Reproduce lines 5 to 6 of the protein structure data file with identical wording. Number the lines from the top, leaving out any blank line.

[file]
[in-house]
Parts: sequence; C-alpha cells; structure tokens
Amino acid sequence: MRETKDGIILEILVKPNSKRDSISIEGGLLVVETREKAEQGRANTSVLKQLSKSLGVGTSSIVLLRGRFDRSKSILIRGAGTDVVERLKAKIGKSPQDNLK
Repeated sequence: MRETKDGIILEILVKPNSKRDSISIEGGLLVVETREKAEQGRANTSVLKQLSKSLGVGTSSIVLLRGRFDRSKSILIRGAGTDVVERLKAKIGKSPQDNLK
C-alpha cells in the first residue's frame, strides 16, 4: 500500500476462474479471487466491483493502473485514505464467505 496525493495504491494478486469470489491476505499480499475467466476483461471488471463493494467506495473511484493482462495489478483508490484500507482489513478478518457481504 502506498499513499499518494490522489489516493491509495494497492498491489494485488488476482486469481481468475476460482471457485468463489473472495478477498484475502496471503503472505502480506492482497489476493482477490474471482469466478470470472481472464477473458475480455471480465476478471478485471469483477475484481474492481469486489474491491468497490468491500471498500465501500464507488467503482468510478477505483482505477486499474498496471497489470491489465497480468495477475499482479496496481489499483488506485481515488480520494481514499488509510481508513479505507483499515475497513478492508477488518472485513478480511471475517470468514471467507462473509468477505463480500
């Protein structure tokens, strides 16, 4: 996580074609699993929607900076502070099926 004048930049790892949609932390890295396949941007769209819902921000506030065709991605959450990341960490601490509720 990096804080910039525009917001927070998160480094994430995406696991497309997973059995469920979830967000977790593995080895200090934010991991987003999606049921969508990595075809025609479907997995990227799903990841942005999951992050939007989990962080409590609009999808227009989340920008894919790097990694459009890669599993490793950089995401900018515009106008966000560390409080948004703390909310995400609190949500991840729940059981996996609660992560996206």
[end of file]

C-alpha cells in the first residue's frame, strides 16, 4: 500500500476462474479471487466491483493502473485514505464467505 496525493495504491494478486469470489491476505499480499475467466476483461471488471463493494467506495473511484493482462495489478483508490484500507482489513478478518457481504 502506498499513499499518494490522489489516493491509495494497492498491489494485488488476482486469481481468475476460482471457485468463489473472495478477498484475502496471503503472505502480506492482497489476493482477490474471482469466478470470472481472464477473458475480455471480465476478471478485471469483477475484481474492481469486489474491491468497490468491500471498500465501500464507488467503482468510478477505483482505477486499474498496471497489470491489465497480468495477475499482479496496481489499483488506485481515488480520494481514499488509510481508513479505507483499515475497513478492508477488518472485513478480511471475517470468514471467507462473509468477505463480500
């Protein structure tokens, strides 16, 4: 996580074609699993929607900076502070099926 004048930049790892949609932390890295396949941007769209819902921000506030065709991605959450990341960490601490509720 990096804080910039525009917001927070998160480094994430995406696991497309997973059995469920979830967000977790593995080895200090934010991991987003999606049921969508990595075809025609479907997995990227799903990841942005999951992050939007989990962080409590609009999808227009989340920008894919790097990694459009890669599993490793950089995401900018515009106008966000560390409080948004703390909310995400609190949500991840729940059981996996609660992560996206």